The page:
- The Washington Times - Wednesday, March 13, 2002

HELSINKI — When Pauline Knudsen flips on her computer, the lonely polar expanses vanish and natural barriers to higher education near the North Pole lift as she enters class in a new Internet-based University of the Arctic.
"It is opening new possibilities to me, it makes it possible to study in a place where there are no big institutions or universities," said Mrs. Knudsen, a 41-year-old ethnic Inuit and mother of three who resides in Nuuk, Greenland, just below the Arctic Circle.
For Mrs. Knudsen and more than two dozen other students enrolled in a pilot program, the online University of the Arctic, founded in June, offers educational opportunities in remote northern regions of eight countries adjacent to the Arctic.
With the emphatic objective, underlined on the university's Web site (www.uarctic.org) of delivering higher education "in the North, for the North, and by the North," the institution is particularly attuned to the geographically specific requirements of its students.
"The idea came as a response to the lack of real resources for higher education in the northern communities," said Scott Forrest of the coordination office for the University of the Arctic based in Rovaniemi, the "capital" of Finnish Lapland.
"It would not be practical for these to develop their own programs in all fields of studies, but instead share their expertise for the common good," he said.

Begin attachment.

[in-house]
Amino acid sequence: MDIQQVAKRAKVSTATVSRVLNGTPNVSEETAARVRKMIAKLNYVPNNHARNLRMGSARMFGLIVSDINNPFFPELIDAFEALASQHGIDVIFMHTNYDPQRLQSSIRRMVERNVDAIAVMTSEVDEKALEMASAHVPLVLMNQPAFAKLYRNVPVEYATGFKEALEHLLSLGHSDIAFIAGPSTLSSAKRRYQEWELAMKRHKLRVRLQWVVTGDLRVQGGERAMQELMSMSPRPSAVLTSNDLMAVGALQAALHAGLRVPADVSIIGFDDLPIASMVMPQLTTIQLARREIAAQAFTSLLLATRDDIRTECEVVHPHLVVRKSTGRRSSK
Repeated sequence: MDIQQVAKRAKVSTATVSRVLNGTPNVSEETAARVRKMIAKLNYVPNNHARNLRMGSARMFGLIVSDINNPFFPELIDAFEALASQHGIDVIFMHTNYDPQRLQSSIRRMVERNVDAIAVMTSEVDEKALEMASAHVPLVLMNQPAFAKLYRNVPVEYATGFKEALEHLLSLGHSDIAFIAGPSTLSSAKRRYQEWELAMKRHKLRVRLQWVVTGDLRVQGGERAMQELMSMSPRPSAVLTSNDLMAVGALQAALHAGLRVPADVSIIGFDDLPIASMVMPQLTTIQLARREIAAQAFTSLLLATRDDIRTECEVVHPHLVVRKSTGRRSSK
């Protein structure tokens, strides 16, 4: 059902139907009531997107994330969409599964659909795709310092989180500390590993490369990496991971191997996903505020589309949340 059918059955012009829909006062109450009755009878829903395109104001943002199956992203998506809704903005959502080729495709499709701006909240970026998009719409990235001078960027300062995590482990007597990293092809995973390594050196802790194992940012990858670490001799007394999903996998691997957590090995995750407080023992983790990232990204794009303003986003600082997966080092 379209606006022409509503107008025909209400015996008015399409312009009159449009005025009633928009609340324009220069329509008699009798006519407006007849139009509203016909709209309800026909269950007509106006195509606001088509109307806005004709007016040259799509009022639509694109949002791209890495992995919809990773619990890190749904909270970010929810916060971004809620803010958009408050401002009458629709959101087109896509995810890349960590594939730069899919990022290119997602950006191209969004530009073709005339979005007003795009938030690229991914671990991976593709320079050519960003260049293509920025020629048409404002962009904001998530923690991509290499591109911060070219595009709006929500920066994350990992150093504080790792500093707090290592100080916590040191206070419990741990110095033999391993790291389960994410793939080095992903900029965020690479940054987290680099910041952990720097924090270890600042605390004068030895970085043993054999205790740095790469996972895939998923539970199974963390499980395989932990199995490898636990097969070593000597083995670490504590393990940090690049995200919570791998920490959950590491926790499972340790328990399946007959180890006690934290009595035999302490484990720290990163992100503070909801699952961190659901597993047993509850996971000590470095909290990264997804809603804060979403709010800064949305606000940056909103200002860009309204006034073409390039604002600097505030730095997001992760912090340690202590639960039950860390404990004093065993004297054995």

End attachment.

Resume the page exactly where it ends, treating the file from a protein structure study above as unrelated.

Mrs. Knudsen is working on a bachelor's degree in history and culture through the University of Greenland, a University of the Arctic member that specializes in local and Arctic studies.
Her course load includes the University of the Arctic's pilot program, Introduction to the Circumpolar World, introduced on the Internet on Feb. 12 and taught by an instructor at Yukon College in Canada.
"The course takes more into account all the countries in the circumpolar north. Here we are used to learning about Greenland, but now we can also learn more about other societies and places in the Arctic," Mrs. Knudsen said.
It was precisely for students like her that the University of the Arctic was set up last year by 33 institutions backed by eight governments the United States, Canada, Denmark, Iceland, Finland, Norway, Russia and Sweden surrounding the North Pole.
The Finland-based coordination office is financed by the Finnish government, though funding for the university's planned list of programs comes from its the member institutions and other participating countries, school officials said.
One of those institutions is the Sami Area Education Center, a small college located in the village of Inari, 720 miles north of Helsinki and 205 miles above the Arctic Circle.
Known by its acronym SAKK in Finnish, the 150-student college specializes in teaching Sami language, culture and livelihood, like fishing and reindeer herding, but also offers courses in economics and computer science.
"For our school, it's important to get cooperation with other indigenous peoples around the world," said Outi Korpilaehde, coordinator of international exchanges at SAKK.


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